Question about 2005 Suzuki RM-Z 250
To adjust your valves you will need a few standard tools and most importantly a set of feeler gauges. You can buy these at any automotive store. The first step is removing the tank and valve cover to gain access to the valve train. You will see both the intake and exhaust cams plus the tops of the valves. This is where you will be measuring with the feeler gauge. The next thing would be to rotate the motor to top dead center. You will need to remove both inspection covers that are on the side of your ignition cover. This will give you access to the timing marks and to the bolt that allows you to turn the motor over.
Check in your manual as to what direction to turn the motor over. You do not want to turn the motor over in the wrong direction. Turn the motor over looking into the inspection (top) hole. You will notice a mark on the fly wheel. When you see this mark come around, look up at the cams. There should be two punch marks on the cam gears that line up with the gasket surface towards the outside of the head. At this point you should be at top dead center compression. Check the lobes of the cam, they should not be touching the valve buckets. If they are touching the valve buckets, this means that you are 180 degrees out of time. Rotate the motor 180 degrees and then start to measure.
After you measure the clearance between the cam lobe and the valve bucket, you will want to write that down. You will then need to check your numbers against the spec's provided in your service manual. If you are outside the specified range, you will need to remove your cams and replace the shims. There should be a chart in your manual that will help you to decide what shims you will need to bring you within the safe range. When dealing with the KXF250 or the RMZ 250, you want to make sure you use the correct shims. There are two types that will fit these bikes, but only one is the correct shim. Shims come both forged and sintered. They look the same until you put them under a magnifying glass, then the difference is very clear. The forged shims have a smooth surface, while the sintered shims have very small cavities. Using the sintered shims will prematurely wear the coating off of the valve stem. This will shorten valve life and cause the valves to go out of adjustment sooner.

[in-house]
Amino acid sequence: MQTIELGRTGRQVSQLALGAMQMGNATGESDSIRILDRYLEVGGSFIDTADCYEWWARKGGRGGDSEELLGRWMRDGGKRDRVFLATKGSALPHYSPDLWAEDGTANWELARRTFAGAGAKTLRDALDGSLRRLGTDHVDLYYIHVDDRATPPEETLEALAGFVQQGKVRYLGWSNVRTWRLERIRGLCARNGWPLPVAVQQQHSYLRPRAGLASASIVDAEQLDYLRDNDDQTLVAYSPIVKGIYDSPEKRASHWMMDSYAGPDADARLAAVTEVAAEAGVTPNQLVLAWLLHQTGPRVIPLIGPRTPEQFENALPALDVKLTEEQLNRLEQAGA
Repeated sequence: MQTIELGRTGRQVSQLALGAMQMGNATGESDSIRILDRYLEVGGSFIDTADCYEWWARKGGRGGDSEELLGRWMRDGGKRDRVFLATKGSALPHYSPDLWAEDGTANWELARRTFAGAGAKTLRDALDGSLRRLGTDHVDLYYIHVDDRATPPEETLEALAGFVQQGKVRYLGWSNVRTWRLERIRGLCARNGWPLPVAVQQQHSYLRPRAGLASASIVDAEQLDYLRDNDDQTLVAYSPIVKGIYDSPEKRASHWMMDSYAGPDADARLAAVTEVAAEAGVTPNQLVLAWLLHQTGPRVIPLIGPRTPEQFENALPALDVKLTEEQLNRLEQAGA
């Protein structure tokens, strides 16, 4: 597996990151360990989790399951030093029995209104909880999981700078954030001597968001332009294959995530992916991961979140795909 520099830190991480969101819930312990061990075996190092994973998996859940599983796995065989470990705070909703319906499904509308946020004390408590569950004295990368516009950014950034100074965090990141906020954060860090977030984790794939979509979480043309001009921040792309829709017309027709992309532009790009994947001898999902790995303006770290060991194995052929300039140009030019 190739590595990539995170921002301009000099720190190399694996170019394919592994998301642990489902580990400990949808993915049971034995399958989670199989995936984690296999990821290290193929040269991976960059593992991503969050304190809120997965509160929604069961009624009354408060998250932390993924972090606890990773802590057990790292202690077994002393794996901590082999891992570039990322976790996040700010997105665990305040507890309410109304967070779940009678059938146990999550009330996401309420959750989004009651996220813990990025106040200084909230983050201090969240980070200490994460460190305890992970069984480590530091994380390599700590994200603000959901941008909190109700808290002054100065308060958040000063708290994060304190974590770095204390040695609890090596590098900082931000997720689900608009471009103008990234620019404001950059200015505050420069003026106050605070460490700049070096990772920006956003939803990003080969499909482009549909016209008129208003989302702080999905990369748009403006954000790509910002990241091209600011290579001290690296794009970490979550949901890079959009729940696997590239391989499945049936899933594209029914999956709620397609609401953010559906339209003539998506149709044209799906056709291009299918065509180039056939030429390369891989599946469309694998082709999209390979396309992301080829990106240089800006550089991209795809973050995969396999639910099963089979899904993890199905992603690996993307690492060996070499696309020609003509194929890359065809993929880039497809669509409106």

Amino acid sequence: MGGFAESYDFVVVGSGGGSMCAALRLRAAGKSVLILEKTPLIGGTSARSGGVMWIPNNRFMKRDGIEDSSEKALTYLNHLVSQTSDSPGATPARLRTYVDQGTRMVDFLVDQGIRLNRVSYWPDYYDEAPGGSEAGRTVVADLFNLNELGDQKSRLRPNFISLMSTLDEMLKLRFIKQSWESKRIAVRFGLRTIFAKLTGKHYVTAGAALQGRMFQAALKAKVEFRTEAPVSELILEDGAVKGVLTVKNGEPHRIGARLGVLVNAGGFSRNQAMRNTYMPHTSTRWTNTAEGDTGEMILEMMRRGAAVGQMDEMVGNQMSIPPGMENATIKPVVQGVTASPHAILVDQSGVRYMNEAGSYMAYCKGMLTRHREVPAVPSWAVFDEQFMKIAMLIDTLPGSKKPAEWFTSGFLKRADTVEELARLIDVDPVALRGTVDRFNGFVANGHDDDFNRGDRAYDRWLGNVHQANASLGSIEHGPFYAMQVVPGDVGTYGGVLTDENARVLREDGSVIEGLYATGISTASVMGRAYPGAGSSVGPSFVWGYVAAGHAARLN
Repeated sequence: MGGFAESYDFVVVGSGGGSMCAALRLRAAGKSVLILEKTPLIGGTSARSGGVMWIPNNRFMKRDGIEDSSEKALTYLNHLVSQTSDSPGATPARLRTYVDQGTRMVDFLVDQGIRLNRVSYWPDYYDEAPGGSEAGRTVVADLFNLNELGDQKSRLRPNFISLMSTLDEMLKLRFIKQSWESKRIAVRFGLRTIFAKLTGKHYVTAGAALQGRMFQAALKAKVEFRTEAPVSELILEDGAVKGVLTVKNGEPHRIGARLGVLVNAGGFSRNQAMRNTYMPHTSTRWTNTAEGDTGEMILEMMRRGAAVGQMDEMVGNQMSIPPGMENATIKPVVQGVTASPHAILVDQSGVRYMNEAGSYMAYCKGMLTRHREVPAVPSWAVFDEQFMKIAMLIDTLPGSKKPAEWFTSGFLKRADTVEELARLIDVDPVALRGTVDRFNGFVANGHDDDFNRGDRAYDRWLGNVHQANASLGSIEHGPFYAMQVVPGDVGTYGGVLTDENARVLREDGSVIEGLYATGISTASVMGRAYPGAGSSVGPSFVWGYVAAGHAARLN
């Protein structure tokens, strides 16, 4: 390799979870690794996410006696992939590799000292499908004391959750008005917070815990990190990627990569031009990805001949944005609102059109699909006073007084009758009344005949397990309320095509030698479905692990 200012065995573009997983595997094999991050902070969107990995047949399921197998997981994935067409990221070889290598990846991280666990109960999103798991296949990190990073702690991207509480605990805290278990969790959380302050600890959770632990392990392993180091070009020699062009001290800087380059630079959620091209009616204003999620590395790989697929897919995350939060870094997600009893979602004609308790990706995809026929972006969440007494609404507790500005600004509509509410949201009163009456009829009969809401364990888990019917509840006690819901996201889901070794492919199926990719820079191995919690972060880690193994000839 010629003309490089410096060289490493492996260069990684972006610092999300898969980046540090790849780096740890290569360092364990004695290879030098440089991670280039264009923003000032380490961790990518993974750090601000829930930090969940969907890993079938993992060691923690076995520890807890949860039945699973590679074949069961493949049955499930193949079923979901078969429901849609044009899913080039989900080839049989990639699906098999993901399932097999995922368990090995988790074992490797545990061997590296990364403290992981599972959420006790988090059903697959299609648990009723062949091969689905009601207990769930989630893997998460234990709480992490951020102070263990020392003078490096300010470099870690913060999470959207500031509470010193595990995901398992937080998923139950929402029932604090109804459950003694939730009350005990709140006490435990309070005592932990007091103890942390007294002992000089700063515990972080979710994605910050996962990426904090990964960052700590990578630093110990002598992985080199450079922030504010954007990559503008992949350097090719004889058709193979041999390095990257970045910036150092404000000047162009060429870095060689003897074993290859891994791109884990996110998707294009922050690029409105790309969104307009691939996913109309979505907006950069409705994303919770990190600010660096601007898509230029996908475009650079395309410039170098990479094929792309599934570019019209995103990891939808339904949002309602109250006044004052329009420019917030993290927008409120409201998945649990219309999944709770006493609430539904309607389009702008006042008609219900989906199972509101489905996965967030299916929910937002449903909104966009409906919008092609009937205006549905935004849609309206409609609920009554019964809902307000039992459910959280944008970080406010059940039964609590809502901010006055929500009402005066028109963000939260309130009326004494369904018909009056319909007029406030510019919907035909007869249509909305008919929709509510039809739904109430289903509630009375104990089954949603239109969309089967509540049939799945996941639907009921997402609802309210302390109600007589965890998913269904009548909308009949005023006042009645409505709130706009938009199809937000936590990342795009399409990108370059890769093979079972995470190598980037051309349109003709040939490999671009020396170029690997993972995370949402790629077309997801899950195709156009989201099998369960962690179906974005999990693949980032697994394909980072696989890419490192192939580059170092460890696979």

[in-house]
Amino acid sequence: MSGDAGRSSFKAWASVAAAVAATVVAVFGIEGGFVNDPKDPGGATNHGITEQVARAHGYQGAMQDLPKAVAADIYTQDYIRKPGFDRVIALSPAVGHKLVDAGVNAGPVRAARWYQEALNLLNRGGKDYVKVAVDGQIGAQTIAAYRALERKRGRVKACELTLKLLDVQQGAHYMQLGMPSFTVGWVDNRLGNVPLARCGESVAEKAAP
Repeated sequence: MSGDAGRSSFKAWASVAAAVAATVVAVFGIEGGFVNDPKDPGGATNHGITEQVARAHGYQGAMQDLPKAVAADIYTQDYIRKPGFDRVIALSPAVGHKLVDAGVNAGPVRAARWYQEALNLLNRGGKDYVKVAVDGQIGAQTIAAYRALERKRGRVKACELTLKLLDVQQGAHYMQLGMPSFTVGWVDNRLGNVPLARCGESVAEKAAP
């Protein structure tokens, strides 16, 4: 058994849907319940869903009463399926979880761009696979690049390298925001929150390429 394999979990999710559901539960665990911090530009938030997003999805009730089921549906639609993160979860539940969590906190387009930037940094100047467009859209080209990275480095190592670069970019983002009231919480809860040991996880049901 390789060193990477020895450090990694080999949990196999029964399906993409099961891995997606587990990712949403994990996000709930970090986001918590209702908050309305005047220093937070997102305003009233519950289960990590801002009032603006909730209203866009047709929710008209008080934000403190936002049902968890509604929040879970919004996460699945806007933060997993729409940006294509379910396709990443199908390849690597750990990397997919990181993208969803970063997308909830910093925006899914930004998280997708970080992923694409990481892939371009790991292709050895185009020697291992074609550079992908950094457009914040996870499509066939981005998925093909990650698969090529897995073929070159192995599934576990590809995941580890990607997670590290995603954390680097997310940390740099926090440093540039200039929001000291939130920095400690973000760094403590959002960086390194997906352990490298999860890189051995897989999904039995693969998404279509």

Now, after replacing the shims, all that is left is to reassemble your machine. Pay closer attention to the instructions in your owners manual. Always double check your cam timing with what is recommended in the manual. Do not start your bike without turning the motor over by hand first. If you feel it is unusually hard to turn over or it will not turn over, you probably are off on your cam timing. Once again, do not try and start the bike. Go back and retime your cams.
Posted on Nov 26, 2008
A 6ya expert can help you resolve that issue over the phone in a minute or two.
Best thing about this new service is that you are never placed on hold and get to talk to real repairmen in the US.
The service is completely free and covers almost anything you can think of (from cars to computers, handyman, and even drones).
click here to download the app (for users in the US for now) and get all the help you need.
Posted on Jan 02, 2017
I will come back to you with the method for adjusting this.
If you set the power valve to open at a higher rpm or restrict the vavle from opening to its maximum then your problem will be solved.
If you do the latter though you will definately lose your power at high rpm.
Posted on Aug 04, 2009
Tips for a great answer:
Dec 13, 2017 | Suzuki RM 250 Motorcycles
Jul 24, 2016 | Suzuki Motorcycles
Apr 15, 2016 | Motorcycles
Dec 23, 2017 | 2003 Suzuki RM 250
Aug 20, 2010 | 2004 Suzuki RM 250
Oct 07, 2009 | 2004 Suzuki RM-Z 250
Aug 05, 2009 | 2004 Suzuki RM-Z 250
Aug 04, 2009 | 2003 Suzuki RM 125
Jan 11, 2009 | 2004 Suzuki RM-Z 250
2,106 people viewed this question
Usually answered in minutes!
Step 2: Please assign your manual to a product: